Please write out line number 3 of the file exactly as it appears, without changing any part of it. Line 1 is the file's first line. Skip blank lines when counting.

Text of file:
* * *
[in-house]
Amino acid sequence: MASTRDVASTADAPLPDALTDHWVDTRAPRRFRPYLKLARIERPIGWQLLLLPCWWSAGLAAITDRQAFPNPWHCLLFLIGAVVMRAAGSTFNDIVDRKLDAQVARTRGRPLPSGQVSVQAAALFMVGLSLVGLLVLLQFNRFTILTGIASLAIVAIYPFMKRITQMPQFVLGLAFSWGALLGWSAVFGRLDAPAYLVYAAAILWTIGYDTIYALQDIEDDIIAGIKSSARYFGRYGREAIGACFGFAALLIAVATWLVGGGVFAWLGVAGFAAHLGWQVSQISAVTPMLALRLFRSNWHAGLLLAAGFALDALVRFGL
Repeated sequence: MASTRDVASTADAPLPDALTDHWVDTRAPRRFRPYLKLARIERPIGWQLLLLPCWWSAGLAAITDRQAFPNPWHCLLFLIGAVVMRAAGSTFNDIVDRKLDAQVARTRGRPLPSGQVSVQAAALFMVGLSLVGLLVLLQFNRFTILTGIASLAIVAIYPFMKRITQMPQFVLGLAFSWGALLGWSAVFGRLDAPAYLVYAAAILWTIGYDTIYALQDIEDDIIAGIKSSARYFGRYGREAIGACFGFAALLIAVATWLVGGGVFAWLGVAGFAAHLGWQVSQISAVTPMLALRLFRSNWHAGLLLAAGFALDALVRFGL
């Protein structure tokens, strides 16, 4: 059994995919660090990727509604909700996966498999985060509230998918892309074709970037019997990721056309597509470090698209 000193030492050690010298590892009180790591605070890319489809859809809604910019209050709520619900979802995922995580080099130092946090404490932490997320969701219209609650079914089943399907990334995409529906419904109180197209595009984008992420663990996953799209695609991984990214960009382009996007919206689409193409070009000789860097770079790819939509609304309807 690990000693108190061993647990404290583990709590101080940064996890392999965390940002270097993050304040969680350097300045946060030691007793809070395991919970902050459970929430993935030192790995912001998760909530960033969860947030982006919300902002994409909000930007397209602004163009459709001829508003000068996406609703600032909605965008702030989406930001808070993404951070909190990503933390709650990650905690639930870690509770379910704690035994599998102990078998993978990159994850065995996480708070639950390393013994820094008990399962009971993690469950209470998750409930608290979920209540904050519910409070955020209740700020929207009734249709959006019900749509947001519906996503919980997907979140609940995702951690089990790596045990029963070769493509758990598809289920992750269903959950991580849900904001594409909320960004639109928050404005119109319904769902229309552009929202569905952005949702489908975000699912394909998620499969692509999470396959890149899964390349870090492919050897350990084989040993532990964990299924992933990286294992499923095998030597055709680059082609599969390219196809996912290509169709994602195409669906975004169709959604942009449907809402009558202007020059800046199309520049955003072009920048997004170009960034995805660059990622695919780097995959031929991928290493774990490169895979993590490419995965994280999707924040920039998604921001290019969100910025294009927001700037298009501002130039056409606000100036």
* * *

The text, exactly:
Repeated sequence: MASTRDVASTADAPLPDALTDHWVDTRAPRRFRPYLKLARIERPIGWQLLLLPCWWSAGLAAITDRQAFPNPWHCLLFLIGAVVMRAAGSTFNDIVDRKLDAQVARTRGRPLPSGQVSVQAAALFMVGLSLVGLLVLLQFNRFTILTGIASLAIVAIYPFMKRITQMPQFVLGLAFSWGALLGWSAVFGRLDAPAYLVYAAAILWTIGYDTIYALQDIEDDIIAGIKSSARYFGRYGREAIGACFGFAALLIAVATWLVGGGVFAWLGVAGFAAHLGWQVSQISAVTPMLALRLFRSNWHAGLLLAAGFALDALVRFGL